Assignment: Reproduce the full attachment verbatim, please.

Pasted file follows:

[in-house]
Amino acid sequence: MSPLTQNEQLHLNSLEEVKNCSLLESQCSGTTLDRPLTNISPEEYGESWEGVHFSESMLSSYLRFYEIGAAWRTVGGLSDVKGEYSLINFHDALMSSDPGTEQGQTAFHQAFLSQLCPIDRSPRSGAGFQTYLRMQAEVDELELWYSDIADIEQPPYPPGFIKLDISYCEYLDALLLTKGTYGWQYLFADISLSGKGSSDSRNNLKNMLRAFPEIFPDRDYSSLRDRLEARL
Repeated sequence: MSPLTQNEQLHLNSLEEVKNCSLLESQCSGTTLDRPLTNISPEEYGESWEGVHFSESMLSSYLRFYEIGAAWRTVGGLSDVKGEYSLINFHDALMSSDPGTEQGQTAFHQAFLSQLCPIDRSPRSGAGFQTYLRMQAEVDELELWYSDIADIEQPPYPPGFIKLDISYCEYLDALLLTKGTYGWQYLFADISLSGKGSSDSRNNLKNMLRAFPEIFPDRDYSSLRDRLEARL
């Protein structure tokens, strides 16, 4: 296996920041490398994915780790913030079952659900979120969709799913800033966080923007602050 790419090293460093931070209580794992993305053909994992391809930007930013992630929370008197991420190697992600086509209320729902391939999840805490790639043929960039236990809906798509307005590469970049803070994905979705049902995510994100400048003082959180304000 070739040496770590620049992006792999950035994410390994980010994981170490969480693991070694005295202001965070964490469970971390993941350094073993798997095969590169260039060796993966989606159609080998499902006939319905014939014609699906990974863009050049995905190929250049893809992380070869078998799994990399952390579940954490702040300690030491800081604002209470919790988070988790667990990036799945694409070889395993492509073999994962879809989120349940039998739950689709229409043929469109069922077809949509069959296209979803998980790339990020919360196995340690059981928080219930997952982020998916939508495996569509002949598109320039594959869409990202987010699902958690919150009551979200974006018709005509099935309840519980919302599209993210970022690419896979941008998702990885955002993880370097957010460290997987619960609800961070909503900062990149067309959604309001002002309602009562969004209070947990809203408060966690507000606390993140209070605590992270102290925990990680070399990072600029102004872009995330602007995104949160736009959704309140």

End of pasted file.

[in-house]
Amino acid sequence: MSPLTQNEQLHLNSLEEVKNCSLLESQCSGTTLDRPLTNISPEEYGESWEGVHFSESMLSSYLRFYEIGAAWRTVGGLSDVKGEYSLINFHDALMSSDPGTEQGQTAFHQAFLSQLCPIDRSPRSGAGFQTYLRMQAEVDELELWYSDIADIEQPPYPPGFIKLDISYCEYLDALLLTKGTYGWQYLFADISLSGKGSSDSRNNLKNMLRAFPEIFPDRDYSSLRDRLEARL
Repeated sequence: MSPLTQNEQLHLNSLEEVKNCSLLESQCSGTTLDRPLTNISPEEYGESWEGVHFSESMLSSYLRFYEIGAAWRTVGGLSDVKGEYSLINFHDALMSSDPGTEQGQTAFHQAFLSQLCPIDRSPRSGAGFQTYLRMQAEVDELELWYSDIADIEQPPYPPGFIKLDISYCEYLDALLLTKGTYGWQYLFADISLSGKGSSDSRNNLKNMLRAFPEIFPDRDYSSLRDRLEARL
């Protein structure tokens, strides 16, 4: 296996920041490398994915780790913030079952659900979120969709799913800033966080923007602050 790419090293460093931070209580794992993305053909994992391809930007930013992630929370008197991420190697992600086509209320729902391939999840805490790639043929960039236990809906798509307005590469970049803070994905979705049902995510994100400048003082959180304000 070739040496770590620049992006792999950035994410390994980010994981170490969480693991070694005295202001965070964490469970971390993941350094073993798997095969590169260039060796993966989606159609080998499902006939319905014939014609699906990974863009050049995905190929250049893809992380070869078998799994990399952390579940954490702040300690030491800081604002209470919790988070988790667990990036799945694409070889395993492509073999994962879809989120349940039998739950689709229409043929469109069922077809949509069959296209979803998980790339990020919360196995340690059981928080219930997952982020998916939508495996569509002949598109320039594959869409990202987010699902958690919150009551979200974006018709005509099935309840519980919302599209993210970022690419896979941008998702990885955002993880370097957010460290997987619960609800961070909503900062990149067309959604309001002002309602009562969004209070947990809203408060966690507000606390993140209070605590992270102290925990990680070399990072600029102004872009995330602007995104949160736009959704309140």